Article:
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Discussion Starter #1
OK, Metalmurphy told me it was completely useless to buy a processor that has more than 1 GHz because it was a total waste of money. Why? Well, because 1 GHz is like loght speed and as our closest friend einstein told, nothing is faster than light, and the CPU would never reach that speed.

ok, i personally dont believe in this, mainly i dont belive that in Nasa, or to make the FF movie they used lots of 1GHz CPUs, and if it was, why do they keep developping faster CPUs (talking about the MHz, not the cache or anything)
but maybe im completely wrong! who knows...

so??
 

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It's true that using today's technology, processors aren't going to get much faster. There's only so much stuff you can pack onto one microchip... and unless we develop a completely new system of making processors, we'll be hitting a wall in terms of speed soon. However, I don't think 1GHz is that wall. If you look at benchmarks of the new P4 2GHz vs. the P4 1GHz, I think you'll see a big difference... although not as much as, say, a P2 200 MHz and a P4 1GHz.
 

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Damn if only scotty had have known that he wouldn't have had to mess around with all that antimatter/matter reaction stuff:D (its rather explosive you know;))
 

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Discussion Starter #5
ur not answerting to the question :p :p :p

kewl, my pc is running for about 8 hoours and it still hassssssnt crashed :eek: :eek:
im amazed, lolz

what time is it there in N ireland Betamx?
 

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well, i wouldn't be so sure about the 1GHz = light speed theory.

the clock speed, in this case 1GHz, only means there are one trillion cycles in a second within the CPU. how fast the electrons travel in the cpu, has some affects on the clock speed limit, but is definitely not the ONLY factor.
for instance, by shortening the paths in a circuit, the electrons can get to their destinations in less time even if they're traveling at the same speed as before, thus allowing a faster clock speed.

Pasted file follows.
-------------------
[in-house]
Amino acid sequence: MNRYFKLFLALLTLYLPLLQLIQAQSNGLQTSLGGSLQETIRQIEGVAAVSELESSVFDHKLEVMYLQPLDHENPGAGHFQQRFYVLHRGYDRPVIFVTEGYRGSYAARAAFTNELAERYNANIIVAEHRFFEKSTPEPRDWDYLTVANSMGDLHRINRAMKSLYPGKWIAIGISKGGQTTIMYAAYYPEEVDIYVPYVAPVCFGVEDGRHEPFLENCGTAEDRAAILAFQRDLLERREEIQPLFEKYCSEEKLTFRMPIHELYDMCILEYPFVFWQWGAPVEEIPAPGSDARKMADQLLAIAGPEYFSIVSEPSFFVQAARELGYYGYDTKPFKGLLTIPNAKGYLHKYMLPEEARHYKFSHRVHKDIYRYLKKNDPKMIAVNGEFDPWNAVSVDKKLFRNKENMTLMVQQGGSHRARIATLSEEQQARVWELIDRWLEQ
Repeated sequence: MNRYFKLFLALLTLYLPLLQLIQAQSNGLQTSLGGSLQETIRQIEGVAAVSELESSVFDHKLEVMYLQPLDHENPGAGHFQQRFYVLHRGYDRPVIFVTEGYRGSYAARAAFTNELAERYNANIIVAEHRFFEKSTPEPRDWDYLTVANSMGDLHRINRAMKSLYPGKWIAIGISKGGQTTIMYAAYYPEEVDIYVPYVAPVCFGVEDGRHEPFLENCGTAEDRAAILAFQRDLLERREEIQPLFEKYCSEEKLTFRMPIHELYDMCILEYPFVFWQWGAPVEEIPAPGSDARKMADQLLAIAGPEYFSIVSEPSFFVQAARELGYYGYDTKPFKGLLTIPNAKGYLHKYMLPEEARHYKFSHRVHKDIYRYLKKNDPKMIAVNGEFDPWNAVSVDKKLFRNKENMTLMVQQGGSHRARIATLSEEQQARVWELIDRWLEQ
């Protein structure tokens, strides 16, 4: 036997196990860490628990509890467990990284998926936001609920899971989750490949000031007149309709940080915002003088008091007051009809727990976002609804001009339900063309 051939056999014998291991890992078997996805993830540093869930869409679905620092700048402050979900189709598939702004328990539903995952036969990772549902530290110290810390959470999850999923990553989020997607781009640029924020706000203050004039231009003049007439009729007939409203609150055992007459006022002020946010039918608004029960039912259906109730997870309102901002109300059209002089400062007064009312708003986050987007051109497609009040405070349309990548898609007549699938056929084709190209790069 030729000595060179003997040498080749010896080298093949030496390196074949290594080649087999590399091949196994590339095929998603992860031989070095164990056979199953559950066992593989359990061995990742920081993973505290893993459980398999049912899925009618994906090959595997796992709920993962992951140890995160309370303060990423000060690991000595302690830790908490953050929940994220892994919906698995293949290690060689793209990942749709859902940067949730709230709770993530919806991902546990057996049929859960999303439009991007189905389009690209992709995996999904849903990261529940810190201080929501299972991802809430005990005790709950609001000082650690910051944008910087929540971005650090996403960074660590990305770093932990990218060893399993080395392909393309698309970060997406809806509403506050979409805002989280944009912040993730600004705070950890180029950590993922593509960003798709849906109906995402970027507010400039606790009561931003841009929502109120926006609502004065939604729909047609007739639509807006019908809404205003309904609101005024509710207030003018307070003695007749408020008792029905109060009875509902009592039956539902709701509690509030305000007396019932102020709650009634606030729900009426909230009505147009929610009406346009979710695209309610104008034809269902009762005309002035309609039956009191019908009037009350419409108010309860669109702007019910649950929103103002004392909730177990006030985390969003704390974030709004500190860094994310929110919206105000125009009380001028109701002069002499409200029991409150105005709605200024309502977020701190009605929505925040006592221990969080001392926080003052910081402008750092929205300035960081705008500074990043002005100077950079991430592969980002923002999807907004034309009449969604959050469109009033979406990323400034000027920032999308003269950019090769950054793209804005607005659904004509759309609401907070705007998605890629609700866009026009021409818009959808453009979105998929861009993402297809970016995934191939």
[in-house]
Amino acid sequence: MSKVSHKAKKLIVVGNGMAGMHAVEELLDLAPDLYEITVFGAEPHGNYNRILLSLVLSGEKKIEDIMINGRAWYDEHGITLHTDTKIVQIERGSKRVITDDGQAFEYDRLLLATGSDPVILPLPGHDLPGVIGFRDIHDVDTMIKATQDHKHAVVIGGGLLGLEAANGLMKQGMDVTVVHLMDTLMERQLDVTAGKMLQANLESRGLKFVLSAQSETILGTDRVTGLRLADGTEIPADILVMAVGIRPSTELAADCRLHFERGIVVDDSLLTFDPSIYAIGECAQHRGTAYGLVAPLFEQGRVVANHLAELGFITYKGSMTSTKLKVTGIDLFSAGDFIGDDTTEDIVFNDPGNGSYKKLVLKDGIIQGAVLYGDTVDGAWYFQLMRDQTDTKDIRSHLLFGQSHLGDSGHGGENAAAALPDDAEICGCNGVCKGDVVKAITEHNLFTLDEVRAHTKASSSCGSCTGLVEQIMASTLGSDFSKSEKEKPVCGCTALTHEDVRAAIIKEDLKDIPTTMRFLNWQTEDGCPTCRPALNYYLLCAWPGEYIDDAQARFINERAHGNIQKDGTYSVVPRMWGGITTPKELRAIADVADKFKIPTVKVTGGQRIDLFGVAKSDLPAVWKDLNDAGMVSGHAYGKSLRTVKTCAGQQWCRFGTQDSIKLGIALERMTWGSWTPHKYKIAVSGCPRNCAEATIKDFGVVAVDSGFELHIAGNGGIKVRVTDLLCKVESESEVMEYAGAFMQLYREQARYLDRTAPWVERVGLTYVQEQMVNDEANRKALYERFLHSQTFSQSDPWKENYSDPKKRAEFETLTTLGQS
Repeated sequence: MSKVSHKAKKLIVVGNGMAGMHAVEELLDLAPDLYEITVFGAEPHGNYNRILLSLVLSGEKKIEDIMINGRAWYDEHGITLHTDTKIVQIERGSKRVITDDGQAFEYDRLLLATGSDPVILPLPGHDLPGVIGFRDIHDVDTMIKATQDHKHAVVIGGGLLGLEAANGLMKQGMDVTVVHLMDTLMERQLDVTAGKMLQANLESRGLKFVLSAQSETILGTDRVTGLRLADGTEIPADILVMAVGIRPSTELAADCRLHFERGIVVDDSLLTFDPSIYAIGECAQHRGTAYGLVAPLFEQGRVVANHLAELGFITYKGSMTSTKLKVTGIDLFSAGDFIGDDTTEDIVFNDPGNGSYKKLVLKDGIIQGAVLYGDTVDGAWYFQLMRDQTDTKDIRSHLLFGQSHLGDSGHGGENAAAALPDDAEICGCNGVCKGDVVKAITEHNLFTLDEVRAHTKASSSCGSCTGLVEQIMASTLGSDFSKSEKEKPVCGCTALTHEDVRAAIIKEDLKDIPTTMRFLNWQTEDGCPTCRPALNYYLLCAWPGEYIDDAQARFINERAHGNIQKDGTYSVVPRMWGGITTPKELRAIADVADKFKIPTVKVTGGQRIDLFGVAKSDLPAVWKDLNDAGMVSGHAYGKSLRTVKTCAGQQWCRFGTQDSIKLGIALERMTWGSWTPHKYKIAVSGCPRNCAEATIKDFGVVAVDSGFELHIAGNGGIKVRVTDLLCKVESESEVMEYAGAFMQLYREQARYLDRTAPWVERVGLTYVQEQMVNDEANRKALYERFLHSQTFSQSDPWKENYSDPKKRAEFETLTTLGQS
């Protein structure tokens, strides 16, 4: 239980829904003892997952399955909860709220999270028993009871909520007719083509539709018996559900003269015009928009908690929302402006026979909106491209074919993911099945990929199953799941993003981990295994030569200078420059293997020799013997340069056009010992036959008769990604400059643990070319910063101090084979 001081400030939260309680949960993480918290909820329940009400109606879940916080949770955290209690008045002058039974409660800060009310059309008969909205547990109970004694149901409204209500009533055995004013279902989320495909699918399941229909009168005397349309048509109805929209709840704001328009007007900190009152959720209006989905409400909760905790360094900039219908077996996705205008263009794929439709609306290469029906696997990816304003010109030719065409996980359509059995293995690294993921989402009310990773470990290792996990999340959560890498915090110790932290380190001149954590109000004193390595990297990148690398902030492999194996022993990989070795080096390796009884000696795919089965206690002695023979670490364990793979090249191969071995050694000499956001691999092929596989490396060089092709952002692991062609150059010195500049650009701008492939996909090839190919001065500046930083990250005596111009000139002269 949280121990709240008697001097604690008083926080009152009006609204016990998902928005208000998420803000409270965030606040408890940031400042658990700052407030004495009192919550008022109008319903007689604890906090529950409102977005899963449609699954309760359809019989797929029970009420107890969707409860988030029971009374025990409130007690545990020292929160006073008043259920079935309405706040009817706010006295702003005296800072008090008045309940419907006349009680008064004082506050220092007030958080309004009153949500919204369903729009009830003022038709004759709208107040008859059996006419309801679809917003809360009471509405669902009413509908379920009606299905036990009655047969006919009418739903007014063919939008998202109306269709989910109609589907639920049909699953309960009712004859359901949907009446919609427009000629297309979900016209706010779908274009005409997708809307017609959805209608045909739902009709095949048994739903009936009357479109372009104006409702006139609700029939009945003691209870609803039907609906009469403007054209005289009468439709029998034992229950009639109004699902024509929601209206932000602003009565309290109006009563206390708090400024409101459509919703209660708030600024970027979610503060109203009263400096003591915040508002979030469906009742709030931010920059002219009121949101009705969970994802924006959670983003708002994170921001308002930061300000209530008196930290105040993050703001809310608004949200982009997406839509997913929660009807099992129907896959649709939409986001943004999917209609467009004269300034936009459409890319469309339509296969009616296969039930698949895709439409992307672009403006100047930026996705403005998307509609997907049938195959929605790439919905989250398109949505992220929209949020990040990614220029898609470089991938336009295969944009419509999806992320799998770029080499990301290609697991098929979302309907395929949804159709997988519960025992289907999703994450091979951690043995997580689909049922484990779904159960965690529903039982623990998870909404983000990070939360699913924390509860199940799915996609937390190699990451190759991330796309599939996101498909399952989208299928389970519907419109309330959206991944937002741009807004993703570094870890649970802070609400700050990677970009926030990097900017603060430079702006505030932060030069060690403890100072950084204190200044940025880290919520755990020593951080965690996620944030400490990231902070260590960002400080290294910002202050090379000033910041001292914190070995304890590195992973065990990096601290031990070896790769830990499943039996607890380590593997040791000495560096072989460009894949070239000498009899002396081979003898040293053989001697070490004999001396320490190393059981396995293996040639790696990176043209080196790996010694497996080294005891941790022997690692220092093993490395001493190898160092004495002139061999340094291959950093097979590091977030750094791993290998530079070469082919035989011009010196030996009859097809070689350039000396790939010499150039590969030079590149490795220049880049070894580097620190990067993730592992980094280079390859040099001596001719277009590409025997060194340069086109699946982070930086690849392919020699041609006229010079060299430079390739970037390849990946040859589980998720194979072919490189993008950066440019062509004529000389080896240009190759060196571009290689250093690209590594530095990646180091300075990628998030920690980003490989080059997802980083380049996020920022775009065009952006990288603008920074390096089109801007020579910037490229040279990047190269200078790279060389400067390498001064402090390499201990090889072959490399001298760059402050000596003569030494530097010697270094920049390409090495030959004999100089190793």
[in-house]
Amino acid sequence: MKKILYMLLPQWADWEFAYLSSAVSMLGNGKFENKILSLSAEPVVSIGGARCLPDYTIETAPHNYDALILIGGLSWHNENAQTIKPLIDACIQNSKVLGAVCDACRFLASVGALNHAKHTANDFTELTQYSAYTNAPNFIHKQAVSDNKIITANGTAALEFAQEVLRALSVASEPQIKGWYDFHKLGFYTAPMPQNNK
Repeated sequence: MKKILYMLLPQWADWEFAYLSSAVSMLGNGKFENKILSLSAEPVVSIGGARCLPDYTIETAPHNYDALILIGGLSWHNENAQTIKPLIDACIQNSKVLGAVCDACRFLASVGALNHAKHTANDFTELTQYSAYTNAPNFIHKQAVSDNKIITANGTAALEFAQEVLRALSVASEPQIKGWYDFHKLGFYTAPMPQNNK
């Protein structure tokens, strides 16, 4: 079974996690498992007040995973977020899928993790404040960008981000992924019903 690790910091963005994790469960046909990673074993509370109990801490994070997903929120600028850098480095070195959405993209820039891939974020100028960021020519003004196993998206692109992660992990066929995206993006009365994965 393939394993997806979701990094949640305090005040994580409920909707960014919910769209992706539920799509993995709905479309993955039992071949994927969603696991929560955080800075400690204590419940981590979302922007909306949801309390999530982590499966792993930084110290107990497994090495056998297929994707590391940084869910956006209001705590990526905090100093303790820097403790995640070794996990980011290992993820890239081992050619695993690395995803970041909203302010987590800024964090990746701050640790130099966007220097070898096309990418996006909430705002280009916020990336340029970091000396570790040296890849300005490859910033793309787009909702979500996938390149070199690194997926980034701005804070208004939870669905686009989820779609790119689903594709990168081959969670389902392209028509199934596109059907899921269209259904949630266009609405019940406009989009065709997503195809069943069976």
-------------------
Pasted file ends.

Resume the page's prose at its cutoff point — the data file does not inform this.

and altho i'm not sure, i think electrons traveling thru a conductor is still a lot slower than the light speed. i heard that theoretically an optic circuit would be a whole lot faster than an electronic circuit, even with today's advances in electronics technology.
 

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Its about 3:15 am

Who needs sleep anyway?:D

ps thats nothin'. This machine here has been on now since 11am yesturday.
Win 2K M8. Win 2K.
 

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Discussion Starter #8
that light speed thing was a metafor :pPP just a way to say that the speed cant go up anymore, lolz

its the same time as here betamax.
damn, i didnt know w2k was THAT solid...
 

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Pfft... my friend runs a Hotline server... Win2k stays up 3+ months at a time for him... whereas Win98 rarely goes more than 10 hours for me without dying horribly. :mad: :fingers:
 

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lol, I didn't though u would put this in here Neojag! Well i might as well defend my self!

What I said is that altough the proceessor supports speed up to 1Ghz it is totaly useless cause the electricity on the circuts ain't gonna go faster than that light speed and 1Ghz IS light speed! And u know how the processing of the 1 and 0s works don't u? 1 is for existence of electricity and 0 for non existence, so, the electrity won't go faster then 1Ghz and so neither the processor! About nasa PC and all that, as I had already tould u, they have multi processors and split up the processing task, but all of them will go at max 1Ghz!!

Anyway... i could be completly wrong! :D But I don't think so...
 

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A bit to chew on...

There's nothing 'instant' about a 1 or a 0, ESPECIALLY in a processor. You have to think of the other components involved. To get a 1 or a 0, the circuit goes through an amplification period that, at a zoomed out level (say about 10 ns) for a processor, looks like a square wave (1s and 0s). However, if you start zooming in (even to around 5 ns), a lot of electronics will start looking like a sine wave... and that isn't good for a digital device. I'm not talking about the noise, either. I'm talking about the main surge upward no longer being vertical...that's not a problem with the speed of electricity so much as the conductance of the material and whether there's devices that need charging (i.e. caps), etc. The trick is to cause the charge up to 5v or whatever your high is in a quicker period of time, and vice versa. In this area, there is PLENTY of room for improvement.
 

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Ok... i said a lot that I didn't understand :p